Tag Archives: minivan

That New Car Smell Has Left My Minivan

I have a love/hate relationship with my minivan.

It’s a Toyota Sienna XLE, and I love that I can fit six kids in the car with me – twelve if they’re small and double buckle (Just kidding. Really). I love lots of cup holders and extra pockets to store things I forget about like contact lens cases even though I got LASIK a year ago. I love the leather interior, sunroof, and captain’s chairs in the middle row so if I’m chauffeuring grownups they don’t have to feel like 5-year olds bouncing on a school bus.

And the hate part of the relationship? My minivan is a 1998, which is misleading because I actually bought it in the summer of 1997 when my daughter Emily could still ride in her infant seat. This week she starts driver’s training. According to Wikipedia, the week I purchased my Sienna, Microsoft bought “a $150 million share of financially troubled Apple Computer.”

I’m just saying – it was a really long time ago.

My car also has an antique cassette tape deck, a CD player that doesn’t recognize disks made on a laptop, no iPod plug in, no GPS, no DVD player, and I have the humiliation of dropping my kindergartner off at school and having the volunteer valet stare at my sliding door, waiting for it to magically close on its own.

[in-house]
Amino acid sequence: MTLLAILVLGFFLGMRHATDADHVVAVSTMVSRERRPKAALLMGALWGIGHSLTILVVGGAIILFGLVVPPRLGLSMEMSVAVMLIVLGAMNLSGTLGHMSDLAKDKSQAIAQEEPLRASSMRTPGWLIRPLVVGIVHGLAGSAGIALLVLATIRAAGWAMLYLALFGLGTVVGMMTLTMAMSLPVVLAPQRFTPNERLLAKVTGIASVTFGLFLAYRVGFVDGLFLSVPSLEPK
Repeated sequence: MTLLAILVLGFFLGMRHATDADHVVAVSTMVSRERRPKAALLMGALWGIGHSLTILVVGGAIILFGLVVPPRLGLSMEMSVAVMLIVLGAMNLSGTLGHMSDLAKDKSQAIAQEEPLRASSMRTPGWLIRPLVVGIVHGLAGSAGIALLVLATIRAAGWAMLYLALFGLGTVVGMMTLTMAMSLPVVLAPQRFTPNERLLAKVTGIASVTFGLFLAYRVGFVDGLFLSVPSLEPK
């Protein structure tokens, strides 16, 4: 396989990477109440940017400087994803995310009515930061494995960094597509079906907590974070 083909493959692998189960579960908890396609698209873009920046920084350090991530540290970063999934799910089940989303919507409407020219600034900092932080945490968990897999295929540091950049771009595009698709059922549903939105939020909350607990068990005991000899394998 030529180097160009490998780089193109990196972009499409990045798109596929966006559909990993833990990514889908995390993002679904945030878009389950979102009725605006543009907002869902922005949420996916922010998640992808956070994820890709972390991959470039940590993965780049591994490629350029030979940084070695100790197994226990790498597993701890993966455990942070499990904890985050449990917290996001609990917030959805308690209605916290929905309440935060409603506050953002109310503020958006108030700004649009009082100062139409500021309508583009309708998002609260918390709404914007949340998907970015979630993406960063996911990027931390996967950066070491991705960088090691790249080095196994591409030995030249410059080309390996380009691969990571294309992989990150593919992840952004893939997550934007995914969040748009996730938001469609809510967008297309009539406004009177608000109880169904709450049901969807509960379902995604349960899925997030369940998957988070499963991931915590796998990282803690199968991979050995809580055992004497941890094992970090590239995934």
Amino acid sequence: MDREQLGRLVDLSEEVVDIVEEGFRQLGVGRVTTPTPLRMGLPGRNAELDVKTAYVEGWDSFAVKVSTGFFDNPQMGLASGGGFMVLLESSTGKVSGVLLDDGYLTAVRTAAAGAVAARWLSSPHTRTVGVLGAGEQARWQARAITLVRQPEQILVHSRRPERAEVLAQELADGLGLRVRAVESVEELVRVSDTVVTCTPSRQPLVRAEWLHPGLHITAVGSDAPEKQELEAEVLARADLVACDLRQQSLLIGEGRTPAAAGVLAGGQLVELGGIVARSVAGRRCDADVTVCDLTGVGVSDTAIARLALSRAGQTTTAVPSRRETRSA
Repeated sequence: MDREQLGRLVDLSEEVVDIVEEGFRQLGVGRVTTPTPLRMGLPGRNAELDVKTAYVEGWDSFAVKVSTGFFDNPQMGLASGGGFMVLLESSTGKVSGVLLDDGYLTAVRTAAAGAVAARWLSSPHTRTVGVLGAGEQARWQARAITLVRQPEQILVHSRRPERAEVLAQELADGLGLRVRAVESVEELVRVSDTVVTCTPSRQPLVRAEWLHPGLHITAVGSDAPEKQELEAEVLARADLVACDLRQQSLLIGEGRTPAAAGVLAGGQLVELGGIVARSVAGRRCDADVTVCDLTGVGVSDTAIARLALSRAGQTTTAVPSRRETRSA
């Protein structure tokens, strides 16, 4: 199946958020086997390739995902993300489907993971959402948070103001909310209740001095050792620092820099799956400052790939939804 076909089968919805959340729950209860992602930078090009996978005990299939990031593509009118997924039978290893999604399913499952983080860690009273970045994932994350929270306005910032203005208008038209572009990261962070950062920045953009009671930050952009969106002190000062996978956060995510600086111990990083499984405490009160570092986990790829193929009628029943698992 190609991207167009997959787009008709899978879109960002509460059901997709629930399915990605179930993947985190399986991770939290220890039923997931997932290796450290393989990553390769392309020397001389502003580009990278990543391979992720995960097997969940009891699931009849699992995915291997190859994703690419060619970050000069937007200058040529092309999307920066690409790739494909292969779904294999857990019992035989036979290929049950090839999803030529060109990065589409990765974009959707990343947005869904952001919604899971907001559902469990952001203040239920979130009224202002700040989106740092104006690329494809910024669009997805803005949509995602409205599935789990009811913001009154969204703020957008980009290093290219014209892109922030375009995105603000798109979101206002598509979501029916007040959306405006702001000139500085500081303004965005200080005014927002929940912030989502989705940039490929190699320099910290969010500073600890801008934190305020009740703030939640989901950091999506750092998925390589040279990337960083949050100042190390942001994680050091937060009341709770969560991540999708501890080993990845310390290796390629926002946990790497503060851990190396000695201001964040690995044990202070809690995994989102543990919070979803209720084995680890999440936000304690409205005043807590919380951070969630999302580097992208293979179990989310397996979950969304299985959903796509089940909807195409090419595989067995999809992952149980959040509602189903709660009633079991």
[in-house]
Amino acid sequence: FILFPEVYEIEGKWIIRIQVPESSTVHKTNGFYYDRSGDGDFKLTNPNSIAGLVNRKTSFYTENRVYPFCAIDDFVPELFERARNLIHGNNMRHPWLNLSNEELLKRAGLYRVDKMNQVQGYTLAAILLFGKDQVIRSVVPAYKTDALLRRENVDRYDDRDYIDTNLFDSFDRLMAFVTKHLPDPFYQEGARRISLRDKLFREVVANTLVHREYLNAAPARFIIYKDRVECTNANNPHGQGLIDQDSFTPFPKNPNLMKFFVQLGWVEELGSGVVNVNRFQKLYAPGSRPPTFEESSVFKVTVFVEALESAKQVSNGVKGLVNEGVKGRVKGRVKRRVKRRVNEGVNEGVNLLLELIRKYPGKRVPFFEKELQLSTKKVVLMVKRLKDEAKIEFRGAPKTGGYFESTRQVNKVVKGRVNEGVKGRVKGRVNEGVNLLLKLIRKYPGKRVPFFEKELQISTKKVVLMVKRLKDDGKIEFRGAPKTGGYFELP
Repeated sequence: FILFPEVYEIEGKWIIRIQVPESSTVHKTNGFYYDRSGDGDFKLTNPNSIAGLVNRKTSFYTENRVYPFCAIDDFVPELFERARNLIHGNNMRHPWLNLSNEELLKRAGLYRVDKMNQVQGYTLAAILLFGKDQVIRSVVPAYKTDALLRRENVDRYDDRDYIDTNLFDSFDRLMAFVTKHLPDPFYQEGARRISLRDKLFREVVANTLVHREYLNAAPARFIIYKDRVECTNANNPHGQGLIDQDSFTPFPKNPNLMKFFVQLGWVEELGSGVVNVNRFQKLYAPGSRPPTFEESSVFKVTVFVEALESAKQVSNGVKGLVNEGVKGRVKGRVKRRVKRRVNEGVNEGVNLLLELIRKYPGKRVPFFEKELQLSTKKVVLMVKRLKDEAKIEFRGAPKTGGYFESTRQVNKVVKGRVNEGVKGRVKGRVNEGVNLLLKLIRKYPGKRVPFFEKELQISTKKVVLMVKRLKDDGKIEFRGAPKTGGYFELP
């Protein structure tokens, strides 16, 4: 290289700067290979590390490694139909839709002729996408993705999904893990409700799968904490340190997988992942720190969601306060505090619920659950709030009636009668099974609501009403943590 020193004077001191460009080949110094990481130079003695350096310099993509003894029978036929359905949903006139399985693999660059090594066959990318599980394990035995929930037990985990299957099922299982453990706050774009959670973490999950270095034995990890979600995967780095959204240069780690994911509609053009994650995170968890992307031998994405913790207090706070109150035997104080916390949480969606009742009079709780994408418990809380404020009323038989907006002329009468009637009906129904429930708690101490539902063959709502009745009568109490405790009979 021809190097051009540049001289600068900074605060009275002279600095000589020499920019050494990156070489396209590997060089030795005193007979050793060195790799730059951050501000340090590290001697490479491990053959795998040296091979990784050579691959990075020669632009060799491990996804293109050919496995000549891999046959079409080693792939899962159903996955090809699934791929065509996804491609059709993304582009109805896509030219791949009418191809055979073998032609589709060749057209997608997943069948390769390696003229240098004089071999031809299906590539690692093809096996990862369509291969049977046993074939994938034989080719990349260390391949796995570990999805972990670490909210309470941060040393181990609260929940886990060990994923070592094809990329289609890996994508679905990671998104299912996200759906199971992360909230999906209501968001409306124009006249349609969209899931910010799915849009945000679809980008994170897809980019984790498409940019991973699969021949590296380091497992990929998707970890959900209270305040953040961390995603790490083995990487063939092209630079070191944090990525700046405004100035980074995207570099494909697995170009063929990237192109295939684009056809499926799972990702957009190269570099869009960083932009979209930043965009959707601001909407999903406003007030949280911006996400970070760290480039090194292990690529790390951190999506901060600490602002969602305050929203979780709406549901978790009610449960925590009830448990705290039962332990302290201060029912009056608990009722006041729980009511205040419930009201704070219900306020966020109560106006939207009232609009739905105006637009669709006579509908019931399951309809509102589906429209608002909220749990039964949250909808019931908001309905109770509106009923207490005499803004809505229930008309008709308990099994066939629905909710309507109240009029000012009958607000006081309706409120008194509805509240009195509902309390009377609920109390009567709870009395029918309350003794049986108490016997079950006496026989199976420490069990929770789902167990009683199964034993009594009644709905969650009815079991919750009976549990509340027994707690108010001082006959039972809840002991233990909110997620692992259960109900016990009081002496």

The best thing about my minivan is I haven’t had a car payment in almost 10 years. It’s ok to have the kids eat in my car and I don’t get freaky hysterical if they leave crumbs because that new car smell has been gone longer than Titanic – the 1997 2D version, not next week’s 3D release. 3D glasses won’t help the fact that my son spilled a sippy cup full of milk on the carpet last summer. Now my car probably smells like it too has been at the bottom of the ocean for a century.

I got rear ended a few years ago, and the driver was overjoyed, not only because I didn’t immediately cry “whiplash,” but that when I noticed the hole in my bumper, I sympathetically patted the poor driver on the shoulder. “My daughter just got Student of the Month and I think my new bumper sticker is just the right size to hide the dent.” My insurance company must love me.

There’s one thing that irks me the most about having an old car. Little by little, my beautiful leather driver’s seat has been tearing and wearing away until it now resembles some kind of angry punk rock attire. I can wash and wax the exterior. I can vacuum the interior and hang up a mini pine tree to make the car smell like Once Upon a Time’s fairy tale forest. But that shredded driver’s seat just screams: “Donate your used vehicle!”

I started searching for seat covers. While at a red light, I would peek in at other cars and study their seats. Not too hard, mind you. People really freak out if you look at them in their cars. And if they catch you staring, you can’t justify it by saying “I wasn’t looking at you, I was just admiring your seat covers” because that sounds like a really lame excuse, and they’re liable to report you to 1-800-CUT-SMOG just because you give them the heebie jeebies.

It’s a little bit easier to snoop inside cars while they’re parked. No one’s behind the wheel to freak out, but then pedestrians think you’re trying to break into the vehicle. Either way, it looks suspicious.

Anyway, snooping inside other vehicles proved to not be very productive. Frankly, there’s not a single seat cover I liked.

Do I really want a cheetah print? It would match my daughter’s bedspread, but it’s not like I’ll be parking my minivan in her bedroom to coordinate patterns.